Precipitation Systems Information

Precipitation systems promote the phenomenon that occurs when a substance held in solution passes out of solution into a solid form. Precipitation systems are useful in many industrial and scientific applications, where solids can be retrieved from solutions by methods of filtration, decanting or centrifuging. They do not produce acid precipitation or acid rain, precipitation that contains relatively high concentrations of acid-forming chemicals that have been released into the atmosphere.


Precipitation systems depend on the nature of a precipitation reaction which results in the desired solid. Many solids precipitate or fall out of a solution when another component or chemical is introduced to the solution, causing a chemical reaction. Other solids form when a solution is supersaturated by a particular compound, or if heat is introduced. For example, carbide precipitation happens when stainless steel materials are heated, usually by welding.


Precipitation systems are used for heavy metal removal, especially toxic metals such as cyanide and mercury. For example, to remove mercury from water, an organometallic precipitation reaction is used, by adding a compound containing at least one atom of a metal bonded to a carbon atom. The resulting reaction causes the mercury to precipitate out of the water into sludge. Precipitation systems are also used to strengthen particular metal alloys. Precipitation hardening involves heating a solution and then rapidly cooling or quenching it to form a supersaturated solution. Over time, the solid alloy precipitates out of the solution forming a strong lattice of molecules. Some precipitations systems occur naturally, such as gold precipitation, which happens when quartz is broken up under pressure and dissolved in hot liquids. Over time as the mixture cools, gold particles precipitate out into larger nodes.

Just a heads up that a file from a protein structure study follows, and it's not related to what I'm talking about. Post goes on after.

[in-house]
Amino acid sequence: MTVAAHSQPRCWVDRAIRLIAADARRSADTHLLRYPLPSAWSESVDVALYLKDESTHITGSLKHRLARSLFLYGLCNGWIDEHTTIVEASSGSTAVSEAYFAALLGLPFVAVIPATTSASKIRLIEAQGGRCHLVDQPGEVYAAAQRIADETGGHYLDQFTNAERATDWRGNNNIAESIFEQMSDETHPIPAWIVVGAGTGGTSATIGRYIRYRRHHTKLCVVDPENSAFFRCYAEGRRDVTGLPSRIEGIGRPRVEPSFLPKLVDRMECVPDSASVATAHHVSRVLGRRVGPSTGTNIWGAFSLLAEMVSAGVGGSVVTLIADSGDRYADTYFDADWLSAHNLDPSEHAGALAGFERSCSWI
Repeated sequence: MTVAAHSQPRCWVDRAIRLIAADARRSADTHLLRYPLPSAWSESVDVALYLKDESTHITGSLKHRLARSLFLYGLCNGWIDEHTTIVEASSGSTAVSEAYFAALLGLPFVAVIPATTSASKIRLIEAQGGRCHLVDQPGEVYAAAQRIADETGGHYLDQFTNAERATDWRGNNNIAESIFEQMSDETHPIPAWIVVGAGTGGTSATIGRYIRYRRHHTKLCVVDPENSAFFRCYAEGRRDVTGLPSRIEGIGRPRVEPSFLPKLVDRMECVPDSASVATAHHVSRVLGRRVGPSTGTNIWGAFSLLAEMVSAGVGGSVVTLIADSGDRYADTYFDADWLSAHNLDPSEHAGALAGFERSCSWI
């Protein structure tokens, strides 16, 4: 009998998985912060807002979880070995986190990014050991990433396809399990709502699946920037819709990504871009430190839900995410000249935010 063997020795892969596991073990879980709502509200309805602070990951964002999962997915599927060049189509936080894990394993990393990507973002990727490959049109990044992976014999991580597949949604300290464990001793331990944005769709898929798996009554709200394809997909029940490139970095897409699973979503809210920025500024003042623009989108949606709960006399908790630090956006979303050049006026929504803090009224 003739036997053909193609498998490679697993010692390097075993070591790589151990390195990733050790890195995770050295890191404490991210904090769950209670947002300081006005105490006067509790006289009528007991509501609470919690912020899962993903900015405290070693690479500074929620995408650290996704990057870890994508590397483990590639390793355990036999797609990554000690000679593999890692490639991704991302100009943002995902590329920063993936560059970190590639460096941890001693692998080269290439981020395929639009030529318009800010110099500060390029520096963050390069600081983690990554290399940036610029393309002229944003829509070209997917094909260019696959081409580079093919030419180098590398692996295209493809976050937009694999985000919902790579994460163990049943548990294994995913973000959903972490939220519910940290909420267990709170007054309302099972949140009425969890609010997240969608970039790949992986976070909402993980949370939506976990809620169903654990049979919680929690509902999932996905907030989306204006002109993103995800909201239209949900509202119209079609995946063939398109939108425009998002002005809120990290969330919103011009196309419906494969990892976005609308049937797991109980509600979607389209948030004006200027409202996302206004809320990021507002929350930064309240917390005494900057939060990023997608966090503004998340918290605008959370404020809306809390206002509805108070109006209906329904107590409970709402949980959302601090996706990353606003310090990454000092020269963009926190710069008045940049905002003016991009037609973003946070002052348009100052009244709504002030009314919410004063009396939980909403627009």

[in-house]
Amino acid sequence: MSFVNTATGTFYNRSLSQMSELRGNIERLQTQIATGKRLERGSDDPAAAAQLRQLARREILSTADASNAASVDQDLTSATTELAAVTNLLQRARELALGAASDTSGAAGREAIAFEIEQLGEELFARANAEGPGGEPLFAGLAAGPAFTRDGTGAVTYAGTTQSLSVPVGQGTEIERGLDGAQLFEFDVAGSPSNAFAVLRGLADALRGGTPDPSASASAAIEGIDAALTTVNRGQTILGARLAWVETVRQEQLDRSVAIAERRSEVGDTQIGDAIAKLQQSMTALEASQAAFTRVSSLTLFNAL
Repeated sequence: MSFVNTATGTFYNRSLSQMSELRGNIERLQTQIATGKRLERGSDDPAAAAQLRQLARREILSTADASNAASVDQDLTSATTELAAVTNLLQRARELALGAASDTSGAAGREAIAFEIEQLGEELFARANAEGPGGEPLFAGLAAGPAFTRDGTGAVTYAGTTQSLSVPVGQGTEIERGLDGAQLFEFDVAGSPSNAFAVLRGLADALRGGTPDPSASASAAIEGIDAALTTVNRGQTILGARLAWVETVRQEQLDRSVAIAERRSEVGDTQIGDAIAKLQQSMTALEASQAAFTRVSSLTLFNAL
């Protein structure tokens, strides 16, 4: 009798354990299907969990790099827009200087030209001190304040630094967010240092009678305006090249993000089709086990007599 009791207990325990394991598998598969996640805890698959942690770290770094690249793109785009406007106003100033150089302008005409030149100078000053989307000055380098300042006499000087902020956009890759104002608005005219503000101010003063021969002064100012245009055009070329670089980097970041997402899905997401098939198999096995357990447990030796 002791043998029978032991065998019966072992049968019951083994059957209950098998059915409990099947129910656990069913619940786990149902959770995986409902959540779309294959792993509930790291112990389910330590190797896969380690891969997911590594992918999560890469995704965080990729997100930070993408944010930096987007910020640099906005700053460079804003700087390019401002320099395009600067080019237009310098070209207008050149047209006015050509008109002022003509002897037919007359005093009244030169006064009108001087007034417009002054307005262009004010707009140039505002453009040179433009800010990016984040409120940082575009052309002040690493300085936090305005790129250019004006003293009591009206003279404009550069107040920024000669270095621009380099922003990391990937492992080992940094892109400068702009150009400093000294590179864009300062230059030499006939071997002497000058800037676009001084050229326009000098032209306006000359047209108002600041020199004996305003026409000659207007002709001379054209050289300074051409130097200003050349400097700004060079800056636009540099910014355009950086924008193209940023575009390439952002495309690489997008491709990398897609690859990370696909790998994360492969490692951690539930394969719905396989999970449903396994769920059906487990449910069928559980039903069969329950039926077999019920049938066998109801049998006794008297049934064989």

Some precipitation systems are used in biological applications. Biologists use ammonium sulfate precipitation to separate and purify proteins. By using excess salt in the solution, the protein molecules precipitate out of the solution due to a lack of water molecules to bond with.

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